It is also apparent, though not confirmed, that during NIE field testing, the opposing force toolkit does not include navigation warfare (NAVWAR) techniques for GPS jamming and spoofing. If it did, and if the test scenarios included active GPS jamming and spoofing, then the commercial location-based apps with civilian GPS as their input would not work or would derive erroneous solutions. In that case, the Army might have to reconsider its rapid deployment decisions for these vitally important devices. Clearly, it is not doing that.
The highly touted Rifleman Radio, advertised by the Army as a success, uses civilian GPS as its source of PNT information. The Army is planning to deploy tens of thousands of these radios for operational use over the next several years. While soldiers may be told or even admonished not to use the position and timing solutions derived from these radios for other than situational awareness — in other words, not to use them for direct combat or combat-support tasks — the likelihood of that policy being followed in the real world is nil. Either of necessity or for convenience, soldiers will use what is made available to them for whatever purposes they deem appropriate. That will be true whether the commercial-derivative PNT solution is in a smartphone or a Rifleman Radio.
For the near term, that may not be a problem. However, at some point, in a contested environment against a knowledgeable adversary, mission effectiveness will be compromised and soldiers’ lives will be endangered by such devices. Further, proliferation of these devices will constrain our own commanders in their ability to employ offensive NAVWAR techniques that might be necessary to disrupt adversary use of open civilian GPS signals against our forces in the combat theater.
These statements are not mere speculation. The vulnerability of civilian GPS signals to unintentional interference and intentional jamming is well known. Reports of personal privacy devices interfering with reception of civilian GPS signals at Newark Airport provide a recent example (see “Personal Privacy Jammers,” page 28 in this issue). What is less well understood, but even more sinister in a combat environment, is civil GPS susceptibility to spoofing: the intentional creation of false, but believable, signals.
In a recent interview with Fox News, Todd Humphreys, a well-regarded GPS researcher from the University of Texas, stated, “The civil GPS signal is completely open and vulnerable to a spoofing attack, because they have no authentication and no encryption. It’s almost trivial to mimic those signals to imitate them and fool a GPS receiver into tracking your signals instead of the authentic ones.” In a combat environment, such deception could result in mission failure or loss of life through loss of command-and-control communications in high tempo lethal actions, erroneous target designations, or misdirected fires.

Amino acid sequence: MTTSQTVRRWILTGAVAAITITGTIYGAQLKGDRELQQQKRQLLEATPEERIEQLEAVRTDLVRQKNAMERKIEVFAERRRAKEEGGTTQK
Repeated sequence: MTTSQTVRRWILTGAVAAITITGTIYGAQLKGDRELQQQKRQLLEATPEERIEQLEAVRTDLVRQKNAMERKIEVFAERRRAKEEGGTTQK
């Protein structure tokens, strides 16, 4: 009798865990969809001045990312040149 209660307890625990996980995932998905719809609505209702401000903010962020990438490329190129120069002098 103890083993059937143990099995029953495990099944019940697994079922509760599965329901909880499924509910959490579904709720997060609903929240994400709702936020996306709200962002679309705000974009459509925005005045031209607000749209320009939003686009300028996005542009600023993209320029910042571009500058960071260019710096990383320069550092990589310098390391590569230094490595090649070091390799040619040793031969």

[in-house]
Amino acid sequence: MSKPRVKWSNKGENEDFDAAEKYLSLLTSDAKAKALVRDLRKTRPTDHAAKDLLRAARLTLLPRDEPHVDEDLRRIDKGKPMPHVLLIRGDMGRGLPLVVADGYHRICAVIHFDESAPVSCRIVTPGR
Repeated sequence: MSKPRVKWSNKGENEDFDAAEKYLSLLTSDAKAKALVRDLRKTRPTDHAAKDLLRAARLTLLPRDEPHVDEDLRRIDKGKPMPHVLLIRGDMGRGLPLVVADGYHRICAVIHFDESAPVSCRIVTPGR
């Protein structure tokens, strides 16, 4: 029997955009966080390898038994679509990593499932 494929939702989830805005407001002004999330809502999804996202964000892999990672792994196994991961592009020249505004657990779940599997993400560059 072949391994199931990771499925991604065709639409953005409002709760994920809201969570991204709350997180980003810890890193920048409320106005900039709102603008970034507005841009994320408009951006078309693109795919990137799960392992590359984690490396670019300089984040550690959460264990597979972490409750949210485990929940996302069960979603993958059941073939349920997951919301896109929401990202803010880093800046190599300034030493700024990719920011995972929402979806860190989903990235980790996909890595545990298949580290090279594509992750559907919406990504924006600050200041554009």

All those who recommend providing soldiers in combat situations with PNT capabilities derived from civilian GPS, whether via smart phone, iPad, or Rifleman Radio, in lieu of or even in addition to their less convenient but more reliable military GPS devices, should reconsider that recommendation in light of the above.
There is no argument to the statement that the DoD owes the warfighter more modern, integrated, compact, battery-efficient PNT devices incorporating military GPS. Those will come through the acquisition process, though not as fast as we all would like. In reality, a proliferation of civil PNT devices in military operations will likely delay further the availability of more suitable integrated military equipment.
In the meantime, we should not be misled because of our experience in today’s war. Instead, we must plan for future actions in anti-access/area denial situations against knowledgeable adversaries. We cannot afford to undermine the warfighters’ cause in advance by advocating reliance on vulnerable and exploitable commercial GPS equipment that can get them killed.
Jules McNeff is vice president for strategy and programs for Overlook Systems Technologies. He served 20 years in the U.S. Air Force, and then was responsible for Defense Department management and oversight of the GPS program. He is a charter member of GPS World’s Editorial Advisory Board.